Trained technician screeners with assisted computer-aided nodule detection or computer vision (CV) screening workstations can efficiently and accurately review and triage abnormal low-dose computed topography (LDCT) scans for radiologist review.
The National Lung Cancer Screening Trial (NLST) reported that three annual low-dose computed topography (LDCT) scans, in contrast to standard lung X-rays, can decrease lung cancer mortality by 20% and overall mortality by 7% in high risk individuals. However, the poor specificity of LDCT leads to a high rate of false positive abnormalities and additional scans are often required after baseline screening. Consequently, implementing LDCT screening is often cost-prohibitive. Training a technician to review scans with the assistance of CV software has the potential to improve both the efficiency and accuracy of LDCT scan interpretation.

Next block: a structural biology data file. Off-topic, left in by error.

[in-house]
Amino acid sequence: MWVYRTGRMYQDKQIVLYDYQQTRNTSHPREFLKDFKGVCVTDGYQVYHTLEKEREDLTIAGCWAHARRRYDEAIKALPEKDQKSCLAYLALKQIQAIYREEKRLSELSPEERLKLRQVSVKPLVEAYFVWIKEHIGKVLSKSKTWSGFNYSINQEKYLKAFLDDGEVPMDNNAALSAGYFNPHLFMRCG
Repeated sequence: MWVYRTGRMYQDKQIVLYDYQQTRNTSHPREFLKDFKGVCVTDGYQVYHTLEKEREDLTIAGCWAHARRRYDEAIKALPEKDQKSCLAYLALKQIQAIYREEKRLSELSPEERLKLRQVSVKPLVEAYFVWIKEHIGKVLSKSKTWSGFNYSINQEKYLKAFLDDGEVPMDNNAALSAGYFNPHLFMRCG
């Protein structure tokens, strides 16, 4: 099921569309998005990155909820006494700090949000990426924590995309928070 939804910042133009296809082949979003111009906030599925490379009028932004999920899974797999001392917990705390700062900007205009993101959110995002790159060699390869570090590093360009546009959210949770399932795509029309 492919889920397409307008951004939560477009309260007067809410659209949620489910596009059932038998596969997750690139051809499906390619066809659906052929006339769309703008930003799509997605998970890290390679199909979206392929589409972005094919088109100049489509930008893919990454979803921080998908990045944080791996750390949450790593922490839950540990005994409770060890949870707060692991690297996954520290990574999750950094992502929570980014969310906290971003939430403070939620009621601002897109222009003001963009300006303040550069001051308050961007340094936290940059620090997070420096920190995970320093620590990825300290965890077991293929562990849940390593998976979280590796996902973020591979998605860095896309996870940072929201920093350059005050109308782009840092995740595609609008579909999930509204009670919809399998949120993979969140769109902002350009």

Investigators selected 828 baseline LDCT scans from the previously reported Pan-Canadian Early Detection of Lung Cancer Study. Of the 828 baseline scans, 136 scans had proven malignant lung nodules, 536 had proven benign nodules with a range of nodule sizes, and 136 did not have any nodules or calcified nodules 1 mm or larger. CV screening workstations were used to identify solid and subsolid lung nodules and to highlight nodule features and assess a malignancy risk score. Nonradiology technicians were trained to operate the screening workstations and to review the scans for abnormalities to categorize the scans as abnormal (requiring radiologist review) or normal (not requiring review).
Materials provided by International Association for the Study of Lung Cancer. Note: Content may be edited for style and length.
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